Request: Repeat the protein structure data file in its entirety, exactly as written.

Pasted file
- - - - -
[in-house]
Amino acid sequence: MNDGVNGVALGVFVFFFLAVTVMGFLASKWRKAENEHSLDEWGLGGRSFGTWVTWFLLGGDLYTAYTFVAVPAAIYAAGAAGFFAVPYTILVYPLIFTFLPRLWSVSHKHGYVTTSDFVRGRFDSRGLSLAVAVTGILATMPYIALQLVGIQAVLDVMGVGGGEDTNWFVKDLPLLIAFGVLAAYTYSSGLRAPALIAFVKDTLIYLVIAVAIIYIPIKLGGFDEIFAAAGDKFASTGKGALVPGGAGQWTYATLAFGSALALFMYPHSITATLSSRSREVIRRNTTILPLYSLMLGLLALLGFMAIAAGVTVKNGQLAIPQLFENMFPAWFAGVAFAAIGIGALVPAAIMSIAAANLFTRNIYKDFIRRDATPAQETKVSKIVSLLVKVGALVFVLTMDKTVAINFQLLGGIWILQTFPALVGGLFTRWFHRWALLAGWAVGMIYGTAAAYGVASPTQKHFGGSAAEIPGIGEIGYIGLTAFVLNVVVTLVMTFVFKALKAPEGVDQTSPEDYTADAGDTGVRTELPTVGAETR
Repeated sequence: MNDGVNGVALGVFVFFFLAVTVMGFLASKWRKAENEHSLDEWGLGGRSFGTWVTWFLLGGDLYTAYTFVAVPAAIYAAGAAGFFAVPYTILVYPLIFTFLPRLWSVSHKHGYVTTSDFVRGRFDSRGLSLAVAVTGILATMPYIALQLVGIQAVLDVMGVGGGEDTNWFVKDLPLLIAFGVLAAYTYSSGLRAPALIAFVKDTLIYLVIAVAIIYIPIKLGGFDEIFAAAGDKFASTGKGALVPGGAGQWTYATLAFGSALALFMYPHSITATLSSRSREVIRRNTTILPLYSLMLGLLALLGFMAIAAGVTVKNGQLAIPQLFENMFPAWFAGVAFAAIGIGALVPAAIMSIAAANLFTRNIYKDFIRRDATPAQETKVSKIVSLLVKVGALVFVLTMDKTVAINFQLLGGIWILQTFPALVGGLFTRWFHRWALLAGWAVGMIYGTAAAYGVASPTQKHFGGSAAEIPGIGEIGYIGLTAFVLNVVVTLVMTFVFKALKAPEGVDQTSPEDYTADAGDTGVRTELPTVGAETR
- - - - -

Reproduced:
[in-house]
Amino acid sequence: MNDGVNGVALGVFVFFFLAVTVMGFLASKWRKAENEHSLDEWGLGGRSFGTWVTWFLLGGDLYTAYTFVAVPAAIYAAGAAGFFAVPYTILVYPLIFTFLPRLWSVSHKHGYVTTSDFVRGRFDSRGLSLAVAVTGILATMPYIALQLVGIQAVLDVMGVGGGEDTNWFVKDLPLLIAFGVLAAYTYSSGLRAPALIAFVKDTLIYLVIAVAIIYIPIKLGGFDEIFAAAGDKFASTGKGALVPGGAGQWTYATLAFGSALALFMYPHSITATLSSRSREVIRRNTTILPLYSLMLGLLALLGFMAIAAGVTVKNGQLAIPQLFENMFPAWFAGVAFAAIGIGALVPAAIMSIAAANLFTRNIYKDFIRRDATPAQETKVSKIVSLLVKVGALVFVLTMDKTVAINFQLLGGIWILQTFPALVGGLFTRWFHRWALLAGWAVGMIYGTAAAYGVASPTQKHFGGSAAEIPGIGEIGYIGLTAFVLNVVVTLVMTFVFKALKAPEGVDQTSPEDYTADAGDTGVRTELPTVGAETR
Repeated sequence: MNDGVNGVALGVFVFFFLAVTVMGFLASKWRKAENEHSLDEWGLGGRSFGTWVTWFLLGGDLYTAYTFVAVPAAIYAAGAAGFFAVPYTILVYPLIFTFLPRLWSVSHKHGYVTTSDFVRGRFDSRGLSLAVAVTGILATMPYIALQLVGIQAVLDVMGVGGGEDTNWFVKDLPLLIAFGVLAAYTYSSGLRAPALIAFVKDTLIYLVIAVAIIYIPIKLGGFDEIFAAAGDKFASTGKGALVPGGAGQWTYATLAFGSALALFMYPHSITATLSSRSREVIRRNTTILPLYSLMLGLLALLGFMAIAAGVTVKNGQLAIPQLFENMFPAWFAGVAFAAIGIGALVPAAIMSIAAANLFTRNIYKDFIRRDATPAQETKVSKIVSLLVKVGALVFVLTMDKTVAINFQLLGGIWILQTFPALVGGLFTRWFHRWALLAGWAVGMIYGTAAAYGVASPTQKHFGGSAAEIPGIGEIGYIGLTAFVLNVVVTLVMTFVFKALKAPEGVDQTSPEDYTADAGDTGVRTELPTVGAETR